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"What would I do? I'd shut it down and give the money back to the shareholders." -- Dell CEO Michael Dell discussing Apple (AAPL) - Get Apple Inc. Report in 1997.

Those words were said nearly twenty years ago about a prominent Silicon Valley company, but the same could be said about Zynga (ZNGA) - Get Zynga Inc. Class A Report today, following the news that the social gaming company is replacing Don Mattrick with former CEO and co-founder Marc Pincus.

While Apple was obviously able to turn things around from its perilous situation, Zynga is another case altogether.

In the

company's fourth quarter

, despite bookings (a key metric for Zynga) being up 24% year-over-year, to $182.4 million, the company's monthly unique payers were 1.1 million, down from 1.3 million in the fourth quarter of 2013. Monthly active users also fell year-over-year, to 108 million, down from 113 million. Daily active users also fell year-over-year to 25 million, down from 27 million.

Not only are fewer people paying for the company's games, but fewer people are actually playing the games, period.

A look on the Apple App Store shows just one of the top 50 grossing games is from Zynga, Zynga Poker.

Traditional financial metrics paint a slightly worse picture. Fourth quarter revenue rose 9% year-over-year to $193 million, but the company's net loss was $45 million, up from a net loss of $25 million in 2013.

Zynga is trying to stave off extinction, having announced three new games already -- Dawn of Titans, Empires & Allies, and Farmville: Harvest Swap -- with another batch (between three and seven) to come "in the highest monetizing, evergreen mobile categories," according to the company.

There are also fears other executives tied to Mattrick may leave as well. "Recall, Mattrick added Chief Operating Officer Clive Downie and Chief Financial Officer David Lee to his team shortly after he joined Zynga," Sterne Agee analyst Arvind Bhatia wrote in a note. "We think these executives were attracted to Mattrick's vision, and with his departure, we wonder if they will ultimately leave as well."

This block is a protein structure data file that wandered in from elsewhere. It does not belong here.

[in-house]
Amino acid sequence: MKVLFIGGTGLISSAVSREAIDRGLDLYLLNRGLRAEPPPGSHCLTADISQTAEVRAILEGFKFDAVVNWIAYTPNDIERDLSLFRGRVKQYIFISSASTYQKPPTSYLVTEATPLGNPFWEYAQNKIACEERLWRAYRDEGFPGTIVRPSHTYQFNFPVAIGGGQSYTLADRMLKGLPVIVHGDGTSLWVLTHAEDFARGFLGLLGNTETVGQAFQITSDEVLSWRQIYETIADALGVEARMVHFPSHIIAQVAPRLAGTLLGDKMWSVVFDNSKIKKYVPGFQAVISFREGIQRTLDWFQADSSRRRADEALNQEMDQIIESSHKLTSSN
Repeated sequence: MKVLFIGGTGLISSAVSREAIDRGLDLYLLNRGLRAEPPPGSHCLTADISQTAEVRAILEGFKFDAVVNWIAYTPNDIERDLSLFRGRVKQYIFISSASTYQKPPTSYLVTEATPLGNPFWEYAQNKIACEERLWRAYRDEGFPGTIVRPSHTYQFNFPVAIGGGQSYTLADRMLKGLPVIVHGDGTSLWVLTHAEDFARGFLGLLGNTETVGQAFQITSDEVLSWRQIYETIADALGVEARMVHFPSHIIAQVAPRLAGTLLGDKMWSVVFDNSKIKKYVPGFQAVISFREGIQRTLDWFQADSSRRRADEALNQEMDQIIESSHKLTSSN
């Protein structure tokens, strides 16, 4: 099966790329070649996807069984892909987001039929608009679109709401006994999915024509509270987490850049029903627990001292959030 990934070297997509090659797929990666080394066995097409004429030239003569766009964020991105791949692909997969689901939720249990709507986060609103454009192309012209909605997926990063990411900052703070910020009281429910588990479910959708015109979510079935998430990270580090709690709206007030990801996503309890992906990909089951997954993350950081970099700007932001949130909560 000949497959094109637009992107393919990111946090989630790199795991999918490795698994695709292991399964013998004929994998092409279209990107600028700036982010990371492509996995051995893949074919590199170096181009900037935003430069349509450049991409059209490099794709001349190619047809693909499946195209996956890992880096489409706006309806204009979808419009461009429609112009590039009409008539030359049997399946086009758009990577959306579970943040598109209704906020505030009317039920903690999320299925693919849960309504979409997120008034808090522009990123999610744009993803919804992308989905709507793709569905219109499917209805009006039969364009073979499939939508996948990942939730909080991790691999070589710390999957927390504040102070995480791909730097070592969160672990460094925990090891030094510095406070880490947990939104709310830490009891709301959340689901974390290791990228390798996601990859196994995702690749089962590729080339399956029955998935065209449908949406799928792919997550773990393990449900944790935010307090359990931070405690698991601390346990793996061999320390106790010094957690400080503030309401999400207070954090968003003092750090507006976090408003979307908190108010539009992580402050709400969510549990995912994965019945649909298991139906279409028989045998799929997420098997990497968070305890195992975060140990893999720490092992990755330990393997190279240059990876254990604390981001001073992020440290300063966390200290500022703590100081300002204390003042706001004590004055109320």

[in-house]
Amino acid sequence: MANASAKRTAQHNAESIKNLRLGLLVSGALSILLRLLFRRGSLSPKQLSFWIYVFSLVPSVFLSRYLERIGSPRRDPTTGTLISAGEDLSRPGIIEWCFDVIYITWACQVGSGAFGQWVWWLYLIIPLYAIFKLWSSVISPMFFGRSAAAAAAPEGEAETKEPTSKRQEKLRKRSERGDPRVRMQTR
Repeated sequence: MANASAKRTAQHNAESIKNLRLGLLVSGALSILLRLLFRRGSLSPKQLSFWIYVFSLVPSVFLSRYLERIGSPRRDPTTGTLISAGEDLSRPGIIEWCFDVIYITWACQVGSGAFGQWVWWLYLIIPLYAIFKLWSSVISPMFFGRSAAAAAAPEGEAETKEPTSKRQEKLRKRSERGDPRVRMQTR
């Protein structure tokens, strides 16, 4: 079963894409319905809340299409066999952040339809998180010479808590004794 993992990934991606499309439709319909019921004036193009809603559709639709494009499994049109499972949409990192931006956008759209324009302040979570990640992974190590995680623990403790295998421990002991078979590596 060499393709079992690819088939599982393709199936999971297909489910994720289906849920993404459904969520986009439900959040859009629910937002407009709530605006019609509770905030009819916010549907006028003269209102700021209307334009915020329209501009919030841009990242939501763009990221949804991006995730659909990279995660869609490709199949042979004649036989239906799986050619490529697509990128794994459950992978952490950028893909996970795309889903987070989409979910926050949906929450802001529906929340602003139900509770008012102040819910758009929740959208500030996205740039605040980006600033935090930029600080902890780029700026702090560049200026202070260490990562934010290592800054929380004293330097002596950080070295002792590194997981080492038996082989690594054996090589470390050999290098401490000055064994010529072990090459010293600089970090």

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The company has had little success recently in producing hit games.

Looking at the App Store, just one of the company's games, CSR Racing, is in the top 50 free games. That would be bad enough on its own, but Zynga didn't even create CSR Racing. It purchased the game's developer, Natural Motion, in January 2014 for $527 million in cash and stock to try and accelerate the company's growth.

"According to management, Q1 and Q2 are investment quarters, which is quite a disappointment, in our view," Pacific Crest Securities analyst Evan Wilson wrote in a note.

"Zynga delayed games in Q2 for better product quality, and it is doing the same thing now after the previously delayed games came to market with lower-than-expected quality and polish," Wilson wrote. "This seems to be a clear reflection of the company's need to reestablish its developer base; it has lost a lot of talent since the IPO. We are still not confident in Zynga's ability to launch new, revenue-producing hits."

This has been a pattern for Zynga over the past few years, one that has proven to be anything but successful.

In 2012, the company bought OMGPop, the makers of then popular Draw Something, for a reported $200 million to try to boost the company's profile on mobile.

Later that year, Zynga wrote down the value of OMGPop between $85 million and $95 million, indicating it drastically overpaid for the company. In 2013, Zynga shut down its acquisition, just a little over a year after purchasing it.

In February, Zynga also closed its Zynga China studio, laying off 71 employees in an attempt to save $7 million annually.

Between both acquisitions, Zynga has spent nearly $800 million in cash and stock trying to acquire growth and has little to show for it.

If all else fails, the company does have some valuable assets, most notably the company's real estate, as well as the $1.1 billion in cash on its balance sheet.

Zynga's headquarters, at 699 8th St. in San Francisco, is in the heart of an incredibly well-to-do part of the city and could be sold or leased back to create additional value for shareholders. According to Sterne Agee's Bhatia, the cash and real estate are worth $1.78 a share, or nearly 70% of the company's stock.

At this point, bringing back Pincus seems like the longest of long shots in an effort to return Zynga to the promises of yesteryear. It's happened in Silicon Valley before, but given the nature of the video game industry, I wouldn't bet on it.